Stepping up to the mark

Now that the naval force has spent a week in joint build-up exercises according to a predetermined schedule, it is time to enter the next phase of the Trident Juncture exercise. A phase based on a fictitious scenario. NATO member Norway has been attacked and the military alliance comes to its aid. Sweden is also participating in accordance with the Declaration of Solidarity, and against this background, the Swedish corvettes are now taking the next step.

One of the look-outs on HMS Nyköping keeps an eye on the immediate area for threats from the air or the surface. Photo: Alexander Gustavsson/Försvarsmakten
The large amphibious vessels are exposed while ferrying soldiers and materials onshore. They need to be protected and the Swedish vessels are responsible for protection at close quarters. Photo: Alexander Gustavsson/Försvarsmakten
A new view but the same job on board. Photo: Alexander Gustavsson/Försvarsmakten
As everywhere on board a warship, effective teamwork is a decisive factor for the outcome. Photo: Alexander Gustavsson/Försvarsmakten

“So far everything has gone very well. We have been integrated into NATO’s naval force, SNMG1, without any problems to speak of. Much of this is thanks to the great desire on NATO’s side for us to participate”, says Thomas Zimmerman, who is captain of HMS Nyköping.

But now the initial part of the exercise is over and it’s time to step up to the mark. The attack on Norway will be met in unison. Under the command of a Danish admiral on board the flagship, the Danish support vessel HDMS Esbern Snare, the Swedish crews will demonstrate their capabilities.


The Swedish vessels are now likely to be used in inshore and coastal areas, complementing the much larger NATO vessels and adding a new capability that we are very accustomed to from the Swedish archipelago. To use rapid reaction and our manoeuvrability to face the threat.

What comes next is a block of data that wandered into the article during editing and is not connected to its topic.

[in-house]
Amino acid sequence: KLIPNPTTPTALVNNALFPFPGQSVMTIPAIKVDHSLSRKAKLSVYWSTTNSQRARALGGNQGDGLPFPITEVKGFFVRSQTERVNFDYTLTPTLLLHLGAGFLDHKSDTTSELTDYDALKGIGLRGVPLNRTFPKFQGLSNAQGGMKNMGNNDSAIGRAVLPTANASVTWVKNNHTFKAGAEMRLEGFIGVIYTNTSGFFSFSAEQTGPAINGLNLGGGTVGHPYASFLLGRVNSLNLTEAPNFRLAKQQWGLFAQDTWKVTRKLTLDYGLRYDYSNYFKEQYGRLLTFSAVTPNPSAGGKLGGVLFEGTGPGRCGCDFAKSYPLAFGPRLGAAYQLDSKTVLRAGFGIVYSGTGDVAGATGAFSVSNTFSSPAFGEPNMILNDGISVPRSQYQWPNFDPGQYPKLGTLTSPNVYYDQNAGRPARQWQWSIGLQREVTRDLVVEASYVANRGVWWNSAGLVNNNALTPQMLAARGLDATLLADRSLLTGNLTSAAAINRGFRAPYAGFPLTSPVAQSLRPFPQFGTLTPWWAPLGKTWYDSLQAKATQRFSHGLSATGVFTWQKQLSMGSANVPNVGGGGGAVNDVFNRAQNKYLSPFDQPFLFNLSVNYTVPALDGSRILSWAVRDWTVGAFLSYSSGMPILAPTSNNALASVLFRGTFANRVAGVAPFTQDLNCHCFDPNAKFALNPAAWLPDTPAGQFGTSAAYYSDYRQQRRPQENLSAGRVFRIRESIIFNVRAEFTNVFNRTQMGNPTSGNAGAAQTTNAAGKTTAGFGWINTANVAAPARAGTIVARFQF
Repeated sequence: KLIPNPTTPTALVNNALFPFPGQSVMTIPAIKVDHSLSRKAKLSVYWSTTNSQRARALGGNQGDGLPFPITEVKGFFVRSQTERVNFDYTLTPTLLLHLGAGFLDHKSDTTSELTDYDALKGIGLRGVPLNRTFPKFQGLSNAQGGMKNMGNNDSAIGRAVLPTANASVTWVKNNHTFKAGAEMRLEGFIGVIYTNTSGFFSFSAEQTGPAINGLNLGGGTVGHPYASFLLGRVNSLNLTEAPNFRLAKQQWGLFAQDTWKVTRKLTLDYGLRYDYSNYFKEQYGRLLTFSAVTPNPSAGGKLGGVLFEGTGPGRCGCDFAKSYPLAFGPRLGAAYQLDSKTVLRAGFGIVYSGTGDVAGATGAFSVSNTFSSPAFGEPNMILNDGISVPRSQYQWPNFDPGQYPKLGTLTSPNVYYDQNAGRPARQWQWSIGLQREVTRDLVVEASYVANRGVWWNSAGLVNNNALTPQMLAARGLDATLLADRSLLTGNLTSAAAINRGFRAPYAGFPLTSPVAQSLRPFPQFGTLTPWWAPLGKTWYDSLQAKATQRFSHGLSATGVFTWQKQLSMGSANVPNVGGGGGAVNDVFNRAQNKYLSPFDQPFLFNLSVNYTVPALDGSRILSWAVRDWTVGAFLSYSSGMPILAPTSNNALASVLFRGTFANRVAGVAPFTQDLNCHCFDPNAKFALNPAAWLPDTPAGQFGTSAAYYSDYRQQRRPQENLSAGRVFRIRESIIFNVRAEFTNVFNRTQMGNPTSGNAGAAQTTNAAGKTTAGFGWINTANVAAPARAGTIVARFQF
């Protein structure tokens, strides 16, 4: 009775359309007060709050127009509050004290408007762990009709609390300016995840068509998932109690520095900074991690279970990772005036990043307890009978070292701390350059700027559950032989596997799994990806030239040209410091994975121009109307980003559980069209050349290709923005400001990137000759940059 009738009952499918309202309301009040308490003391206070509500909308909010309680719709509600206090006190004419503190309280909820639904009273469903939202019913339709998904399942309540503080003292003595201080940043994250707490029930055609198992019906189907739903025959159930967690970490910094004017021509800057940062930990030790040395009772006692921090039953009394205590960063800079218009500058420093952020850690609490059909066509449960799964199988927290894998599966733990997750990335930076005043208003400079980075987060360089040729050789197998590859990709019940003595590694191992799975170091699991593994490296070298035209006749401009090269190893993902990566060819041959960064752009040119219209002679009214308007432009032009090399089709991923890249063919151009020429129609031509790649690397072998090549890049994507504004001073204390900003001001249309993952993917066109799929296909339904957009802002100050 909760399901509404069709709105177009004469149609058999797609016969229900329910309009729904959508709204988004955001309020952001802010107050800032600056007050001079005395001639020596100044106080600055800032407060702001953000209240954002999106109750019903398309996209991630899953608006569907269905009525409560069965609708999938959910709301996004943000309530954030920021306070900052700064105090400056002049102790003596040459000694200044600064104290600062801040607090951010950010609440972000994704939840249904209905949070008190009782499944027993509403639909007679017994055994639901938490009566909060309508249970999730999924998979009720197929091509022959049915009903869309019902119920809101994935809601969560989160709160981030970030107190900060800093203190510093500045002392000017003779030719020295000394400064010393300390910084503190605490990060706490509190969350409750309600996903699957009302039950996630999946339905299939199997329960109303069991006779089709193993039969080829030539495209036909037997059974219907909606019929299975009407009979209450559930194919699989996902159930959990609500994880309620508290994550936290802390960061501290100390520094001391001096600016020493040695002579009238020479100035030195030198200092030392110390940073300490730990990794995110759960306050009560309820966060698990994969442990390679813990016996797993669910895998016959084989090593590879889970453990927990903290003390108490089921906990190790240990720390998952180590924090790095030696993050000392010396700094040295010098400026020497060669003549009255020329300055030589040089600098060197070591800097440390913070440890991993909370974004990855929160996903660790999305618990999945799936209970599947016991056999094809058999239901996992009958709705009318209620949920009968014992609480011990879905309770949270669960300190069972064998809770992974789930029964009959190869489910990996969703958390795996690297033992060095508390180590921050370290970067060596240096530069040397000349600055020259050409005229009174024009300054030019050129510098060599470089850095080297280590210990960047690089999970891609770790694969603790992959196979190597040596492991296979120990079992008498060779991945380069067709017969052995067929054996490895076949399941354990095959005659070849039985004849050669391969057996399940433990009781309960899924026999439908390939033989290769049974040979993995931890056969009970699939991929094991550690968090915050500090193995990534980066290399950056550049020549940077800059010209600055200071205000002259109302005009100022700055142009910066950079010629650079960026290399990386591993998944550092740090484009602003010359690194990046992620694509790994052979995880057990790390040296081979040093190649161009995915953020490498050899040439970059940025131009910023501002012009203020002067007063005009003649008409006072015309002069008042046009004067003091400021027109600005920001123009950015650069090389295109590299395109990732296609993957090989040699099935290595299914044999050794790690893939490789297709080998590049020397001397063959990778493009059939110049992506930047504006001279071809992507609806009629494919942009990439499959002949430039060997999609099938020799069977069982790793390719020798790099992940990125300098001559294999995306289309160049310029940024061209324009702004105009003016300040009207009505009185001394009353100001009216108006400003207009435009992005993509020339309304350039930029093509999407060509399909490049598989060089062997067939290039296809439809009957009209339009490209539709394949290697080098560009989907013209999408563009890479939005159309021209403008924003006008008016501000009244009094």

“Thanks to our first-rate sensors and the size of our vessel, we can move both faster but also in places inaccessible to many of the larger vessels”, says Wilhelm, who is surface combat commander.

A major threat to the large amphibious vessels is the small fast-moving boats and aircraft. Something they have difficulty defending against while ferrying soldiers and vehicles onshore. The short distances in the fjords mean that fast motorboats and other threats must be detected and counteracted quickly. That’s why there are personnel on the bridge who are prepared and on the look-out for incoming threats. Despite modern sensors, eyes and ears are still invaluable.


In only the last ten years, Swedish vessels and their crews have been working in the most varied climates, such as in the Gulf of Aden to combat piracy, exercises around the Swedish coast and now in Norway. Despite this, Thomas Zimmerman believes that the work on board does not differ that much:

“It’s really just the colour of the sea that's different. On board, we work according to our drilled procedures in exactly the same way”.


However, one thing that distinguishes this exercise from our own national exercises is its size, the number of naval vessels, aircraft, vehicles and people. The importance of having partners who pull together in the face of a crisis becomes clear. Today, the Swedish Armed Forces is highly competent but too small. That's why Sweden participates in solidarity with others in exercises such as Trident Juncture.